Can you lower the breakdown threshold voltage of solid insulators only once with high-voltage?

Discussion in 'General Electronics Chat' started by baoneil, Jun 24, 2016.

  1. baoneil

    Thread Starter New Member

    Jun 24, 2016
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    To be clear, I have been reading the textbook on this website, and in Chapter 2 Nonlinear Conduction it says,

    "Many solid insulating materials exhibit similar resistance properties: extremely high resistance to electron flow below some critical threshold voltage, then a much lower resistance at voltages beyond that threshold. Once a solid insulating material has been compromised by high-voltage breakdown, as it is called, it often does not return to its former insulating state, unlike most gases. It may insulate once again at low voltages, but its breakdown threshold voltage will have been decreased to some lower level, which may allow breakdown to occur more easily in the future. This is a common mode of failure in high-voltage wiring: insulation damage due to breakdown. Such failures may be detected through the use of special resistance meters employing high voltage (1000 volts or more)."
    Can this process be repeated to lower the voltage threshold even further? If so, is there a limit to how much you can compromise/damage a solid insulator?
     
  2. nsaspook

    AAC Fanatic!

    Aug 27, 2009
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    That's a very broad question that depends on the insulator , the nature of the breakdown, types of conductors and the type of environment the insulator is in. Heat can be generated that melts or changes the insulation properties of the insulator, materials can be deposited on the surface of the insulator that reduces the breakdown voltage.

    Over time this can degrade or completely destroy the insulator.
     
  3. baoneil

    Thread Starter New Member

    Jun 24, 2016
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    Nice video. I didn't know voltage breakdown involved so many variables. I'm just starting to learn this material and wanted to know if there was one specific insulator material or more under certain conditions that could have its voltage threshold lowered more than once due to repeated exposure to high-voltages?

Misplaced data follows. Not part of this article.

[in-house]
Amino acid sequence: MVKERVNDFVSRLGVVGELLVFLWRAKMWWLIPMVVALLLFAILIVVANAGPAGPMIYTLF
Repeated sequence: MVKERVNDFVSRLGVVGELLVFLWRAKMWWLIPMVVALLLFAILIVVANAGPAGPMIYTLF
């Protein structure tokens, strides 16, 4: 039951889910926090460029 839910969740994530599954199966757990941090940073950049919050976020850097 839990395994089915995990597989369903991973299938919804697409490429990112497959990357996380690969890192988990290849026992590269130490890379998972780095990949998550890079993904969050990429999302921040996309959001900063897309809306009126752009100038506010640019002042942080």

The text that I quoted only mentions this happening once but neglects to say if repeated attempts could lead to lower voltage thresholds. I just want to know if that's possible so I can have a better overall idea.
     
  4. profbuxton

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    Feb 21, 2014
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    Generally , it is not recommended to subject insulation to repeated high voltage testing due to possible degradation. There are generally two types of testing done, insulation resistance with a DC "megger" usually at twice the operating voltage(500v for a 240v rms) or "hipot"(high potential) testing usually with an applied volts of 2000v RMS for one minute(for 240V rms equipment). Or there can be some variant of these voltages depending on equipment and customers requirements.
     
  5. baoneil

    Thread Starter New Member

    Jun 24, 2016
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    Not to beat around the bush.

    I haven't received a straight answer yet.
     
  6. Techno Tronix

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    Jan 10, 2015
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  7. baoneil

    Thread Starter New Member

    Jun 24, 2016
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    I've already read this section in chapter 2 and it doesn't say anything about repeated high-voltages to solid insulators. That's why I'm asking in the forum. You can't use this as a source of reference because what I asked is not in here. I think you may not understand what I'm asking.
     
  8. nsaspook

    AAC Fanatic!

    Aug 27, 2009
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